Union Home Minister Amit Shah on Wednesday tried his best to diffuse the tension over the border dispute between Maharashtra and Karnataka. 

He met the chief ministers of both states in New Delhi and suggested forming a committee of six ministers, three each from both sides, to resolve the issue and asked the states to not stake claim to any territory or create any demand till the Supreme Court decides the issue.

Chief Minister Eknath Shinde and Deputy CM Devendra Fadnavis represented Maharashtra, while CM Basavaraj Bommai and Home Minister Araga Jnanendra were present for Karnataka.

Earlier the Maharashtra Karnataka border dispute is in the news again after NCP leader Ajit Pawar raised the issue , and Deputy Chief Minister Devendra Fadnavis said his government was “committed to acquiring” Marathi-speaking villages along the border.

The border dispute between the two states is decades-old, having its origins in the states’ reorganisation in the 1950s. 

Maharashtra’s Leader of Opposition Ajit Pawar Wednesday demanded clarification from the Chief Minister and deputy CM over Karnataka CM Basavraj Bommai’s claims that villages in Jat tehsil of Sangli were a part of Karnataka.

The BJP is in power in both Maharashtra and Karnataka.

Both Maharashtra and Karnataka were formed in 1960. But since its inception, Maharashtra has claimed that 865 villages along the border, including Carvar, Nippani and Belgavi ( earlier Belgaum), should be merged with it. 

On its part, Karnataka has asserted rights over 260 Kannada-speaking villages along the Maharashtra border.

The erstwhile Bombay Presidency, a multilingual province, included the present-day Karnataka districts of Vijayapura, Belagavi, Dharwad, and Uttara Kannada.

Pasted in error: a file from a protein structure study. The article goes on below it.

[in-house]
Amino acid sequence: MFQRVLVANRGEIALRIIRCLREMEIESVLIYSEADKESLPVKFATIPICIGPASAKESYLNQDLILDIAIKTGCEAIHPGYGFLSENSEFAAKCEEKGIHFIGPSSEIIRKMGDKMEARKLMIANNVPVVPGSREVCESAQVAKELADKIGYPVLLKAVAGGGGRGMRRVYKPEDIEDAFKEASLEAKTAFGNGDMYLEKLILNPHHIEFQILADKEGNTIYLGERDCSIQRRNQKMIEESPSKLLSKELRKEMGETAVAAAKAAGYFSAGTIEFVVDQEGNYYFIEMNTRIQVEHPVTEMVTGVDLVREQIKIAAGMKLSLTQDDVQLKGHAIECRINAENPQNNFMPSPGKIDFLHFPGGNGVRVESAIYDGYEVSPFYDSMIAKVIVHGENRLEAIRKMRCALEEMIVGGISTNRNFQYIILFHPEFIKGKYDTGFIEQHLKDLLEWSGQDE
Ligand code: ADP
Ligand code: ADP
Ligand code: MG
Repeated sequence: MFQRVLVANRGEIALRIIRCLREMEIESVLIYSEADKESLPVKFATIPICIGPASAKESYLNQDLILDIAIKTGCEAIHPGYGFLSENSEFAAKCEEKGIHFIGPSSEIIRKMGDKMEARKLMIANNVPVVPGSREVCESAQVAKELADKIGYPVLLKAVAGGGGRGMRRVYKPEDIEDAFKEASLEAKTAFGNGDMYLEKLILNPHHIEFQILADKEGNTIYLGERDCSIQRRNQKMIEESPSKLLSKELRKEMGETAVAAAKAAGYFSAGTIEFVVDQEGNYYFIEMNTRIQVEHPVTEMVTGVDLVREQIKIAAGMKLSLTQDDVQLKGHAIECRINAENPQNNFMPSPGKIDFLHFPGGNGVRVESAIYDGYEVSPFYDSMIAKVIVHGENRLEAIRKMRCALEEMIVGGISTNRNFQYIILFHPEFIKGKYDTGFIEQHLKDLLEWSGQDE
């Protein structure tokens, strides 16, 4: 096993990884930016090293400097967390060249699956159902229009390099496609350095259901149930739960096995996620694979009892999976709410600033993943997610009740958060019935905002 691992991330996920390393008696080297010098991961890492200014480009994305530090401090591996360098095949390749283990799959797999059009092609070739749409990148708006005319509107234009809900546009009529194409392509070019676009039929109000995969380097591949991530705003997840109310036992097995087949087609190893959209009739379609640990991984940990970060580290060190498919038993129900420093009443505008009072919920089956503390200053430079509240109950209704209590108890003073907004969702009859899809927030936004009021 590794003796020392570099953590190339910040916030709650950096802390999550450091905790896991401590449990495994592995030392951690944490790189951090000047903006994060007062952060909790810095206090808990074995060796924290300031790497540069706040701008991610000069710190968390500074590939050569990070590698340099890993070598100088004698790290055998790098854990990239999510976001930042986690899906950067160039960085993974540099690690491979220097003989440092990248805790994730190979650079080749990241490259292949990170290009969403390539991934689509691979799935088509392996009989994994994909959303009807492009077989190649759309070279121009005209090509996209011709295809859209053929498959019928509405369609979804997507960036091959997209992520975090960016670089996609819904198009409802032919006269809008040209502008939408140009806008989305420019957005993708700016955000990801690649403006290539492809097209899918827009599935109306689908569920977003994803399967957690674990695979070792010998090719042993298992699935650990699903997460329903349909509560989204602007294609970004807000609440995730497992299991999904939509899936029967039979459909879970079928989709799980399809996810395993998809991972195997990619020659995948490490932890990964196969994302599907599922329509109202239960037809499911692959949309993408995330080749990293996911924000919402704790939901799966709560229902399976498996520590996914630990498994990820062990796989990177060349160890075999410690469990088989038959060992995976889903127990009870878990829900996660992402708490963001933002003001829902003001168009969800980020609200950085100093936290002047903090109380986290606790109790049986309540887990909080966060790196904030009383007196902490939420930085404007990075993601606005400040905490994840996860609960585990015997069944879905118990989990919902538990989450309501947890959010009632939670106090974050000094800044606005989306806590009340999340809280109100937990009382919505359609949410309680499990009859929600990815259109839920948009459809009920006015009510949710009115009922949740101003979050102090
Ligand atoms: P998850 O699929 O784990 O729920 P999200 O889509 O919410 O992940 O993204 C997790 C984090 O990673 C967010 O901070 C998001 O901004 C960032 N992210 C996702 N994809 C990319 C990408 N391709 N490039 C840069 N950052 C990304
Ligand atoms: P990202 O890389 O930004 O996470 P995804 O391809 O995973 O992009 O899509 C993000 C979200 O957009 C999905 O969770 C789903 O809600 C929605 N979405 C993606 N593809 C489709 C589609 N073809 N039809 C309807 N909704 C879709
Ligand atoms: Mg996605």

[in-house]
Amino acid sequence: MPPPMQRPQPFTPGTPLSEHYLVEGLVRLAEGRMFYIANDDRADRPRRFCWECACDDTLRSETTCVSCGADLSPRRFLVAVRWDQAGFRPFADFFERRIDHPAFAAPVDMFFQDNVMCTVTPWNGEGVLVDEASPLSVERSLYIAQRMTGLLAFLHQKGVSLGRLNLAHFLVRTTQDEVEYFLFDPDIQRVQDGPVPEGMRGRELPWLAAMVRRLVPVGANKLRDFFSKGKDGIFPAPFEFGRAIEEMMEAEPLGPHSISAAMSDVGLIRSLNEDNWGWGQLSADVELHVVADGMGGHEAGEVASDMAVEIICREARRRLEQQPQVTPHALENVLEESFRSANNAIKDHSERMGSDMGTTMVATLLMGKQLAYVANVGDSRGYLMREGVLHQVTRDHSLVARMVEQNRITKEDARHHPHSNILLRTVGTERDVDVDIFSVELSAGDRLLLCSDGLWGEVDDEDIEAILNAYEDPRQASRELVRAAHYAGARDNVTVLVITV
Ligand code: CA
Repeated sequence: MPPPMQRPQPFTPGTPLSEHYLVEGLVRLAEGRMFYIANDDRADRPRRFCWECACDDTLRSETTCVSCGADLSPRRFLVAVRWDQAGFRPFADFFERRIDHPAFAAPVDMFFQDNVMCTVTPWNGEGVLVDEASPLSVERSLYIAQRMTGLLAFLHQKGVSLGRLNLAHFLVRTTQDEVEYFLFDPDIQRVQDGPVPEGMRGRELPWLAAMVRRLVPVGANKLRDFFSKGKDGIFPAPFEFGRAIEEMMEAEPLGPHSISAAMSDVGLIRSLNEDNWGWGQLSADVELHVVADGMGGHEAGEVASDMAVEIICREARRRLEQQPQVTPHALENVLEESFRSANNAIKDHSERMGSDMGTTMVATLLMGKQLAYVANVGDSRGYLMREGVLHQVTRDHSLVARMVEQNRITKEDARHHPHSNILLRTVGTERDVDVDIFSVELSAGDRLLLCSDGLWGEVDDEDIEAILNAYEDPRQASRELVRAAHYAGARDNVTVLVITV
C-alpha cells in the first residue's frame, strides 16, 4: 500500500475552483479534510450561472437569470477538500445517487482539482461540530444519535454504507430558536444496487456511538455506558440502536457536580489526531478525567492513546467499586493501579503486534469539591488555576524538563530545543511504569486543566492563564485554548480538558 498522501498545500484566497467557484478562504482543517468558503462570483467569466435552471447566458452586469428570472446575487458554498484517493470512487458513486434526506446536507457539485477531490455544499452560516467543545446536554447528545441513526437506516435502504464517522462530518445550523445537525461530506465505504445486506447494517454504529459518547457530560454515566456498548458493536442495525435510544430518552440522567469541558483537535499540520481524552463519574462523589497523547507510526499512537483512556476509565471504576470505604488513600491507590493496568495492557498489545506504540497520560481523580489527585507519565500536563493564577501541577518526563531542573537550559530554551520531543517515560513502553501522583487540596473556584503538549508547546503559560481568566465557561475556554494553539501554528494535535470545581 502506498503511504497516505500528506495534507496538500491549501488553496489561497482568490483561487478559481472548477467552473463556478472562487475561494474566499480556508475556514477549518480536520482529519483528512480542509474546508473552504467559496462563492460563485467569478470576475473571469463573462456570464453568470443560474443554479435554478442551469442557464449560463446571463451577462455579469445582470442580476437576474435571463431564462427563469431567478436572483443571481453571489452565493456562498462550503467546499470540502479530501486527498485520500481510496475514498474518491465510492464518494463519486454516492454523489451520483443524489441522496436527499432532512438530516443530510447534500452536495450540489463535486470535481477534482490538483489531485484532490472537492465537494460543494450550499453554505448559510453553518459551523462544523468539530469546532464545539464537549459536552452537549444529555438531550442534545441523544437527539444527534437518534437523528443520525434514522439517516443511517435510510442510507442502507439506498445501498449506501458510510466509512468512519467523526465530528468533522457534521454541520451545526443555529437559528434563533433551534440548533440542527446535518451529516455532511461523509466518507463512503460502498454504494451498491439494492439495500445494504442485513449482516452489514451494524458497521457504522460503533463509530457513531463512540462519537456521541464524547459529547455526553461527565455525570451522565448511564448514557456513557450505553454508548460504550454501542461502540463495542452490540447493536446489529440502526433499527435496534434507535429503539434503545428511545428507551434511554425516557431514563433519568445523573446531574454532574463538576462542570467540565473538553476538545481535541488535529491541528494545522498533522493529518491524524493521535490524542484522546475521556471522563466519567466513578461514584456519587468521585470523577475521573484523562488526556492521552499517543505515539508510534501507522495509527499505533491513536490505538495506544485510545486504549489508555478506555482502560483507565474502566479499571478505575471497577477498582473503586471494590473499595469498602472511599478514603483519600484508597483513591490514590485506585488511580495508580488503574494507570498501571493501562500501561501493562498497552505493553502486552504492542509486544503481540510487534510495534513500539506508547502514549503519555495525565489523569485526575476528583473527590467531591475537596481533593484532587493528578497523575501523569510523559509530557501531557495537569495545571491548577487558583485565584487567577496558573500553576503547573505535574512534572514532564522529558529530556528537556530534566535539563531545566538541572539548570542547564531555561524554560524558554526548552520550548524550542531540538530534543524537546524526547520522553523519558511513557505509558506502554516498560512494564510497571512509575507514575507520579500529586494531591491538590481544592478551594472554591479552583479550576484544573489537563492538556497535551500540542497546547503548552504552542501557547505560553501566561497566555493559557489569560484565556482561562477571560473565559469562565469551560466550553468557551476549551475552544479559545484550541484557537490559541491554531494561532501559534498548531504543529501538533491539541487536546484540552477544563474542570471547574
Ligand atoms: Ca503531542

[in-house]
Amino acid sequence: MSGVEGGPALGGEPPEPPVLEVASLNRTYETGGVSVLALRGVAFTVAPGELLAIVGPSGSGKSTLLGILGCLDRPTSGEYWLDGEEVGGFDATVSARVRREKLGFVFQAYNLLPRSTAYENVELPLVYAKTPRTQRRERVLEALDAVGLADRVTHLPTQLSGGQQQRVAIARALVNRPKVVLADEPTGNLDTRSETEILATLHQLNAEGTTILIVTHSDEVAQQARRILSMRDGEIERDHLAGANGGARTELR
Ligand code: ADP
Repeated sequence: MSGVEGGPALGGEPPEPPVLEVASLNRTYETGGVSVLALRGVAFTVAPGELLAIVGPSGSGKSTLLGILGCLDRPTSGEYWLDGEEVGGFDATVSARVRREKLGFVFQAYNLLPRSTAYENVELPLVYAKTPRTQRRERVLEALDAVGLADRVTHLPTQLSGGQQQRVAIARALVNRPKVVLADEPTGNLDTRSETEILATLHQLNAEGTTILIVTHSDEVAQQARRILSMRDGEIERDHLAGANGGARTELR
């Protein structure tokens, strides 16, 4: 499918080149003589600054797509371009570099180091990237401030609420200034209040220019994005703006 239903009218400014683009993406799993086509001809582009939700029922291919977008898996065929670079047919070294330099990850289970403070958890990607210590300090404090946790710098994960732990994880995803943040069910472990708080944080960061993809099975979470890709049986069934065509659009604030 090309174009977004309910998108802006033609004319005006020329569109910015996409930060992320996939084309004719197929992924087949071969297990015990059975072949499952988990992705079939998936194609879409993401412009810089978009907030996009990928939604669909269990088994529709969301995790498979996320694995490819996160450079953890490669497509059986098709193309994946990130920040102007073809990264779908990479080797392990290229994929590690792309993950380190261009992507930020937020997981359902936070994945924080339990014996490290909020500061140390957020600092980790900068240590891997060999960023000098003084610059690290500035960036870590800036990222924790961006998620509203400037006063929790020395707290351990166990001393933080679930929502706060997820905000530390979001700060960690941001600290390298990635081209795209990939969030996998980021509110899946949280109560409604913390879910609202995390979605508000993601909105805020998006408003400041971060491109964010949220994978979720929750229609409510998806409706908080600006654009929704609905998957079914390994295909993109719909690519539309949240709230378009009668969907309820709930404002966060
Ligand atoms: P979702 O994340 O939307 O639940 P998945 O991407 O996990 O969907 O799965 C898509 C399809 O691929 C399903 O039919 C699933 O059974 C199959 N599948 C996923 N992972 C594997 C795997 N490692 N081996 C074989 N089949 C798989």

In 1948, the Belgaum municipality requested that the district, having a predominantly Marathi-speaking population, be incorporated into the proposed Maharashtra state.

However, The States Reorganisation Act of 1956 made Belgaum and 10 talukas of Bombay State a part of the then Mysore State (which was renamed as Karnataka in 1973).

|Maharashtra minister says Karnataka CM’s claims on border dispute shouldn’t be taken seriously.

While demarcating borders, the Reorganisation of States Commission included talukas with a Kannada-speaking population of more than 50 per cent in Mysore. 

But the opponents of the decision have maintained that in 1956, Marathi-speakers outnumbered Kannada-speakers in those areas.

The Mahajan Commission was set up by the Government of India in October 1966 to look into the border dispute. In its report submitted in August 1967, the Commission, led by former Chief Justice of India Mehr Chand Mahajan, recommended that 264 villages should be transferred to Maharashtra, and that Belgaum and 247 villages should remain with Karnataka.

Maharashtra rejected the report, calling it biased and illogical. Despite demands from Karnataka, the Centre never implemented the report.

In 2004, the Maharashtra government moved the Supreme Court for settlement of the border dispute under Article 131(b) of the Constitution. The case is pending in the apex court.

Fadnavis, speaking to the media at Nagpur, responded, “The Jat resolution discussed was passed in 2012. It is an old proposal. We have not received any new proposal from Karnataka.”

Stating that Maharashtra’s stand on claiming Carvar, Nippani and Belagavi was non-negotiable, Fadnavis added, “We will fight for our stand within the legal frame work in the Supreme Court.” 

Then another fuel aded to the fire ., that is to counter Bommai Tuesday offered special grants to Kannda-medium schools in Maharashtra, and announced pensions to Kannadigas in Maharashtra who fought for unification of the state.